Now fast forward to last night, when we were reading scriptures together as a family, like we do every night. (Side note: I'm not sure that this habit has become holy yet, it's a work in progress when  doing it with small, whiny kids, and usually it's far from a sacred experience, but we're chugging along, doing it anyway) We were reading in the New Testament (at my insistence - we had only ever read the book of Mormon before, but we recently finished it, and I want our children to grow up well versed in both sacred books, and to know the stories of Jesus's works and miracles). We were reading in Matthew(14:14-21), the story of the miracle of the 5 loaves and 2 fishes, Jesus feeding the 5,000. I tried to explain it to Alice (cause let's be honest, we know Jane wasn't listening) after we finished reading it, how Jesus blessed the bread and fishes with his Priesthood power, the power of God, and somehow, it became enough to feed the multitude of people with him. It's unexplainable, but somehow through God's grace and power what could never be enough to feed 5,000 men, plus the women and children present, stretched into enough to feed everyone and still have 12 baskets left over. 

Similarly, somehow, what was never enough time for us in the morning to get ready and go to school before I started reading my scriptures and praying every morning, is now enough, sometimes more than enough, to calmly and peacefully go through our morning routine. That's not to say that every morning is perfect, problems haven't magically go away. There are still some days where one person is grumpy and it throws everyone else off, or some days when I still sleep in too late (although I still read/pray, mostly) or other various reasons why the mornings don't go perfectly well. Some days are still really hard, and I have to work really hard not to think about how angry or frustrated I am with my kids. But generally, our mornings have gone much smoother since I've started this new habit. I don't feel the need to yell or nag or stress, when I always did before. In the past couple weeks I have slowly begun to realize that somehow God has blessed my life and my mornings are changed by grace so that the same amount of time, even less sometimes, that I used to spend frantically stressing, pushing the kids around trying to get them ready and shoving them out the door to leave for Alice's school, is stretched and it feels like we have more time, even though it's the same number of minutes. And our mornings are much calmer, more cheerful, and filled with the Spirit. Somehow, just like with the loaves and fishes, what could never have physically been enough, is now plenty. God has miraculously stretched our morning minutes into more than what they physically are. Just as he did 2000 years ago. We have experienced His grace and power. He has taken my weak attempts at righteousness and holiness and blessed them, and blessed my life and my children's lives because of them.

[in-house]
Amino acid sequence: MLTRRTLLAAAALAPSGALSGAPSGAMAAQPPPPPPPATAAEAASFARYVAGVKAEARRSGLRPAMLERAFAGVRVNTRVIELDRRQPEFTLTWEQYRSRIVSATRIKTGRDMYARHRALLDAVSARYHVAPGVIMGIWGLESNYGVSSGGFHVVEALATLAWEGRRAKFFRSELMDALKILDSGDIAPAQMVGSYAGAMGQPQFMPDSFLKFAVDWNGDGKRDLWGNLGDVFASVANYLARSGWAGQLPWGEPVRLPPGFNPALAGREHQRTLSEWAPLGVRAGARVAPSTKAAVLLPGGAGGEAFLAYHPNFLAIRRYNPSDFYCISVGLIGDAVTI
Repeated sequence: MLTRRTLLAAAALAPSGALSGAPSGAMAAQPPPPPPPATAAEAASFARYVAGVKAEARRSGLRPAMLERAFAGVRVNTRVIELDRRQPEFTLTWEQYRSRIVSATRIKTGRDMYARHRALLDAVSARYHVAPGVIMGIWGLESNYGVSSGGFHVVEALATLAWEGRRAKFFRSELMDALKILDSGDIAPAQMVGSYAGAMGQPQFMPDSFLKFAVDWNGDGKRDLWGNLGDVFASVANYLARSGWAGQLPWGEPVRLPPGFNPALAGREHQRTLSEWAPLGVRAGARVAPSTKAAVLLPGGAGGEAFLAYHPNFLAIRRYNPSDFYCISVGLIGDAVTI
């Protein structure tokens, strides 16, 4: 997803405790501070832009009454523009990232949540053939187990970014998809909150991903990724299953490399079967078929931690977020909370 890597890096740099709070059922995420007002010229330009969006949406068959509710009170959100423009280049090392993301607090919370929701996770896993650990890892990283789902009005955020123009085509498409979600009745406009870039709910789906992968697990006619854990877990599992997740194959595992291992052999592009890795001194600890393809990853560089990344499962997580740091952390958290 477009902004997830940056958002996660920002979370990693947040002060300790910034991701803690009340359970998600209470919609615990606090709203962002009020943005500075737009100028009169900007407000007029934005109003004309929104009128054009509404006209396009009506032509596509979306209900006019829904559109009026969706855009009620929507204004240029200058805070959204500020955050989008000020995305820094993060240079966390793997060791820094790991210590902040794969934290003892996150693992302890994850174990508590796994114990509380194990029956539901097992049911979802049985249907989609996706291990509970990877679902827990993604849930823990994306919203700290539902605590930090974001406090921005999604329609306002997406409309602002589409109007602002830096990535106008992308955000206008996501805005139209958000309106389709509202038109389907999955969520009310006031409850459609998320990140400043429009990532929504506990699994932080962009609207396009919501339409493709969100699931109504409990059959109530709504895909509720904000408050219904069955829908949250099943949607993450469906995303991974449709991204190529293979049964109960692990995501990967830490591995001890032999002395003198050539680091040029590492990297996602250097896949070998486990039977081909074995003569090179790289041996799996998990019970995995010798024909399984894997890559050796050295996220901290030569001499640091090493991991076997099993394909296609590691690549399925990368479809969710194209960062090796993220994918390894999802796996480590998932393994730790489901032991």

It's still not the most productive or meaningful scripture study. It's not all that profound. All I do is read. And try not to fall asleep while doing it. But I am doing it. And because I have made the effort, I have found holiness in it. And I enjoy it, I look forward to it (most mornings). And I have felt a definite difference in my life. Especially when coupled with morning prayer. I have so much more clarity. I have noticed that I have the Spirit with me more, I feel its whisperings and notice being led and guided and inspired, and prompted to do things. Again, I am so far from perfect, and there are still plenty of moments where I totally lose my cool and get angry and say and do things I shouldn't and I regret. But on the whole, my life has improved and I am improving as an individual, on her journey to become more like her Savior.

So I guess what I'm saying is that God really can magnify our efforts. He can perform small miracles in our lives, He wants to bless us. And it's much easier for us to see when He does if we are filled with His word and His gospel and His Spirit. And also, that habits, through faithful repetition, can become sacred and holy and transforming.